The individual trappings, characters, and references to crossing the streams carry lots of nostalgia weight in the Ghostbusters franchise, especially among those who, like me, fell in love with the first film in their youth. But if you’re really trying to make something distinctively Ghostbusters, what you really need is a healthy dash of absolute nonsense. It’s the energy that birthed the monstrosity of the Stay Puft Marshmallow Man in the first place, and the comedic timing that makes lines like “When someone asks if you’re a God…” really sing. Put simply, Ghostbusters needs to be a little stupid in a good way. And in Ghostbusters: Spirits Unleashed, I suspect Illfonic may have nailed the exact flavor of good stupidity I was looking for from a four-person cooperative Ghostbusters game.
I’ll get to the goofiness in a bit, though, because like all good comedy, Spirits Unleashed’s ghost fights need some structure. In my hands-on session, I’m dropped into a map called The Museum alongside two developers playing cooperatively with me, and a third AI player that, were our voice comms not a thing, would have blended right into our group of human players without me noticing. We’re trying to capture a ghost controlled by another Illfonic developer, whose job it is to escape our capture and thoroughly haunt the museum before we can stop it. I’m armed appropriately with a proton pack and a PKE meter I can swap between, as well as a ghost trap I can toss on the ground for ghost capturing – though if I don’t remember to pick it up when I’m done, I won’t have it at my disposal for the next ghost encounter.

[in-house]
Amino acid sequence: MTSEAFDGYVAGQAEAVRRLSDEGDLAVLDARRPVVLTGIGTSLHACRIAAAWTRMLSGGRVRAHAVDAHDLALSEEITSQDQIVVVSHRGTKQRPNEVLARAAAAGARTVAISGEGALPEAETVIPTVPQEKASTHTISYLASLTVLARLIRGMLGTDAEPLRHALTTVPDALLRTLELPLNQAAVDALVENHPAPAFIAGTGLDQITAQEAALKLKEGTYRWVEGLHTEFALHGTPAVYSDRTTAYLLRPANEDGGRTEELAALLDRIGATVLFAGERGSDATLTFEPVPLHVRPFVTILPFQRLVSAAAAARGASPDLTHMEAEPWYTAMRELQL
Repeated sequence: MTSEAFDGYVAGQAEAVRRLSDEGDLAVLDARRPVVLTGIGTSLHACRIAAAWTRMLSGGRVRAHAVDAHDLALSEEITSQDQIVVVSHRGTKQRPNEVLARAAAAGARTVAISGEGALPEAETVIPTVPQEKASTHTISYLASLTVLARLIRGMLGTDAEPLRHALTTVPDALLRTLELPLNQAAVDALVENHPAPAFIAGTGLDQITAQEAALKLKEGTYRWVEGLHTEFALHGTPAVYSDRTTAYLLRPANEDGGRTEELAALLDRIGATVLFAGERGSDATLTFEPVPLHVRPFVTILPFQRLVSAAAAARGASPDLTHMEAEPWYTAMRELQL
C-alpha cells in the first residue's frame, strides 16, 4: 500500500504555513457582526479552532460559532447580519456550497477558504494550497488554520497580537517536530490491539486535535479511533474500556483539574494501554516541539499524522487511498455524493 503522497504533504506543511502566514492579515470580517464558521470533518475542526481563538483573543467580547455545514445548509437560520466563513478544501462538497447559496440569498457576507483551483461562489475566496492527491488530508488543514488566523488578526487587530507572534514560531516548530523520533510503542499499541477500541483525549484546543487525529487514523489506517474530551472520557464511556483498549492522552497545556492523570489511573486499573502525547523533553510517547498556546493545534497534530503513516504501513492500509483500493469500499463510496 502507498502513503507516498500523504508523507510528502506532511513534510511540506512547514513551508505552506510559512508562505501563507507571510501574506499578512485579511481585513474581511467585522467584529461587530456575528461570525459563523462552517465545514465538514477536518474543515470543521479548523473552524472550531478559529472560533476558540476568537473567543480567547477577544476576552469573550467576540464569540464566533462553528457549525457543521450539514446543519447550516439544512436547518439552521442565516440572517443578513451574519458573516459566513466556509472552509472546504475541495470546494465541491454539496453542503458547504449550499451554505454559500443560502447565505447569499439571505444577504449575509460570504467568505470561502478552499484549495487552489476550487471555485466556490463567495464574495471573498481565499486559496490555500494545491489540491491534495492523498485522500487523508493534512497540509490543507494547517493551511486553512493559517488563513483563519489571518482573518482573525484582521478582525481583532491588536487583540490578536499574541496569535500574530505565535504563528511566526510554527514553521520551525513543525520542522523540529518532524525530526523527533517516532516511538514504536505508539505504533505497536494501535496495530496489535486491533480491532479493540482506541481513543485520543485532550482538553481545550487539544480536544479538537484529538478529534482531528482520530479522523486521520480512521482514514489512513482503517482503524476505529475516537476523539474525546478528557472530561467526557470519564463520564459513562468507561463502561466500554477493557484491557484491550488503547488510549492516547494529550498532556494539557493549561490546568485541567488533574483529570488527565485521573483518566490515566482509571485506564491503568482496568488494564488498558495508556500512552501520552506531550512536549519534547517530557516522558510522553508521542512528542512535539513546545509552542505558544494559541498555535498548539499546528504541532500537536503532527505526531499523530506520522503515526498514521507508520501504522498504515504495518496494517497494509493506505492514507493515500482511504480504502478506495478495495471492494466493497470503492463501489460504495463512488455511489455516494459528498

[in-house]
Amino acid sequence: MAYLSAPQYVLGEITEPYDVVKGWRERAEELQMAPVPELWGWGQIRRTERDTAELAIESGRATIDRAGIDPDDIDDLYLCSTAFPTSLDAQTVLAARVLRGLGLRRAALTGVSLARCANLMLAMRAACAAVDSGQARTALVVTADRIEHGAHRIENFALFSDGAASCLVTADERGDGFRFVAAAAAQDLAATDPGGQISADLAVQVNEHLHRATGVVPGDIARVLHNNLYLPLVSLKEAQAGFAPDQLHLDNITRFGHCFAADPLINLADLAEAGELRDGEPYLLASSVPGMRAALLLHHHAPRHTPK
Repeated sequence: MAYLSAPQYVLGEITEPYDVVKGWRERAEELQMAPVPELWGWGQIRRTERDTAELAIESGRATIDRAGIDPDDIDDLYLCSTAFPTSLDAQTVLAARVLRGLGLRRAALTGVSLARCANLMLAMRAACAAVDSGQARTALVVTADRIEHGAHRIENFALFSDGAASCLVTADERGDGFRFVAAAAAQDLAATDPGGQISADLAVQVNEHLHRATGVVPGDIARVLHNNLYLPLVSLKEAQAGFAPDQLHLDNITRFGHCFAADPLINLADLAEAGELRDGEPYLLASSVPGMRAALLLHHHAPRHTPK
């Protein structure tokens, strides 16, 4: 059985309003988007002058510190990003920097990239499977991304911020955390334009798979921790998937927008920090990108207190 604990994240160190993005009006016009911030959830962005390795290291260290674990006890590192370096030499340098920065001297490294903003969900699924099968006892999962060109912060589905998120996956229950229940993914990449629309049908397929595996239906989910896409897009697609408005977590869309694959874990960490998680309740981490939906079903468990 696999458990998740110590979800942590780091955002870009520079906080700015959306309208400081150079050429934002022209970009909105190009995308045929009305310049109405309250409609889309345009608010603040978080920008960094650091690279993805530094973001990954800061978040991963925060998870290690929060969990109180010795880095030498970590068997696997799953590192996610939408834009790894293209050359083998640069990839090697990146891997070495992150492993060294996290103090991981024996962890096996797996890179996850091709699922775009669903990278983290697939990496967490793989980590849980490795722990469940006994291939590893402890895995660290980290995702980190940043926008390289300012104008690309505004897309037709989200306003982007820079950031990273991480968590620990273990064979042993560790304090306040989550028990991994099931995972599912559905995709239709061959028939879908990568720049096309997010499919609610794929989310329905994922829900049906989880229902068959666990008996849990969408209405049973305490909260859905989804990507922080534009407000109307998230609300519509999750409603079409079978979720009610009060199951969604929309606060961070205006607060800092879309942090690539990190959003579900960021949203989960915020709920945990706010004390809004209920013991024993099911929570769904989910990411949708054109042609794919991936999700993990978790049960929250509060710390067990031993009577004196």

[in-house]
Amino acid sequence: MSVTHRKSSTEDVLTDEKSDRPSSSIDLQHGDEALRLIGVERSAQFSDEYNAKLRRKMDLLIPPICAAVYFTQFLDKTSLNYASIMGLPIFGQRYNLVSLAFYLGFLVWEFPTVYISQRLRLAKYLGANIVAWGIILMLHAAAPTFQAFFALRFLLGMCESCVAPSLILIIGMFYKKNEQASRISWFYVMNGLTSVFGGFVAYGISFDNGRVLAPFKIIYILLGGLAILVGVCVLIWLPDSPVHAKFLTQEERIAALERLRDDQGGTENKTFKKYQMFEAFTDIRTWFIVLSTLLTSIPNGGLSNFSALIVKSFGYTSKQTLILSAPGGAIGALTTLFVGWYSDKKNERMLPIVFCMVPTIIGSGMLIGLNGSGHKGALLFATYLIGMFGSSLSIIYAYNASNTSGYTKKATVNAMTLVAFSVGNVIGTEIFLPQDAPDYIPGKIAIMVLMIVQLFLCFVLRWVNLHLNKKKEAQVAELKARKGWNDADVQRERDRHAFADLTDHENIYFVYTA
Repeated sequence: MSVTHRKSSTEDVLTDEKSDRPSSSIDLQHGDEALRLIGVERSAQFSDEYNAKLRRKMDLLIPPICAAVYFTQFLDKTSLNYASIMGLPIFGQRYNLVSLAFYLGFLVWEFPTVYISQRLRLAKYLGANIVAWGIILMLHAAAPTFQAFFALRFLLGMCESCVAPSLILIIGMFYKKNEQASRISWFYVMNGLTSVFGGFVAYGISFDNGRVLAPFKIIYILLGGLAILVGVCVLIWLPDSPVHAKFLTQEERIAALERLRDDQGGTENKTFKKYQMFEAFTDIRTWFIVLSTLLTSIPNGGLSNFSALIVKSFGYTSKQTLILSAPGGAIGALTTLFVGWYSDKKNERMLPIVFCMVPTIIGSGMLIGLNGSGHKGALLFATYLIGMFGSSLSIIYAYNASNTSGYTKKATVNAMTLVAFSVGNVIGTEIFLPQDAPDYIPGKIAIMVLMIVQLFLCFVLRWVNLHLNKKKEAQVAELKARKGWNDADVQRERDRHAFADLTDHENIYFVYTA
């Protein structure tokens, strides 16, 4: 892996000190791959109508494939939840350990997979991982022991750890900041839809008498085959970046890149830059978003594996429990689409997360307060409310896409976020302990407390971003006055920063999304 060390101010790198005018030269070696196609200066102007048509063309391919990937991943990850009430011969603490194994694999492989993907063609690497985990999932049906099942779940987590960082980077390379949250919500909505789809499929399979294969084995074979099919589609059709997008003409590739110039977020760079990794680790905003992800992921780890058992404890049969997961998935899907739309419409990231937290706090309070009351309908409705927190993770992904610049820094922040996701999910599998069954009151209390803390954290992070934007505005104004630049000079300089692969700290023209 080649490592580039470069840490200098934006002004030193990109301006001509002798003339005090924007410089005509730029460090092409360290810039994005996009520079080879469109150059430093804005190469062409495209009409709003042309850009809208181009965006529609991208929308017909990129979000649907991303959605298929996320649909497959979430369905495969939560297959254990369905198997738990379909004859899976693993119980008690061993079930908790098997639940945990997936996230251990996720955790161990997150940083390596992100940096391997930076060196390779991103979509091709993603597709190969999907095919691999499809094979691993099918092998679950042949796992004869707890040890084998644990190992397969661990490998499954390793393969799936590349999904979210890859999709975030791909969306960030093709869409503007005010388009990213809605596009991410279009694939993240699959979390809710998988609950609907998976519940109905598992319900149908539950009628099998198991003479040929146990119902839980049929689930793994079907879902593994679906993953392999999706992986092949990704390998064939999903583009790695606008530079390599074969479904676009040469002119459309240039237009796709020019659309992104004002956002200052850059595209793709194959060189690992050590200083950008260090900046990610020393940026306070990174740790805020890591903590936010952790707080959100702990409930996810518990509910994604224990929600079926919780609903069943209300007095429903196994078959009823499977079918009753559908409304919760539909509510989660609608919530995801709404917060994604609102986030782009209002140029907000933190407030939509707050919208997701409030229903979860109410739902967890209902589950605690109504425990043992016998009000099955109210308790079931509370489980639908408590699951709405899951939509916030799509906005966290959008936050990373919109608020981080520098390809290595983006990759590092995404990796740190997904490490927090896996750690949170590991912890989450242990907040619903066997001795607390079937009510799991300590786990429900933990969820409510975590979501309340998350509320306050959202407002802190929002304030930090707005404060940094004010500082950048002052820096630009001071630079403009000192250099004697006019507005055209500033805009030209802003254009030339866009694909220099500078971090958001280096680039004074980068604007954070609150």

In the early parts of the match, we’re largely split up across the floor, PKE meters out and beeping away as we search for ghostly activity. Passing civilians wandering the exhibits are ripe ghost targets, but at the start remain calm and collected. I explored a dinosaur exhibit, aquatic life, a cafe, and a section devoted to unusual relics and curiosities, all spread out across a top and lower floor laid out with balconies overlooking the lower exhibits and multiple staircases. All the exhibits are closely interconnected, making movement between them easy, and are full of stuff. Vases, models of animals, janitorial supplies, tables and chairs, and all kinds of other objects fill the space, both bringing it to life and ensuring our ghost prey has plenty of places to hide…or haunt.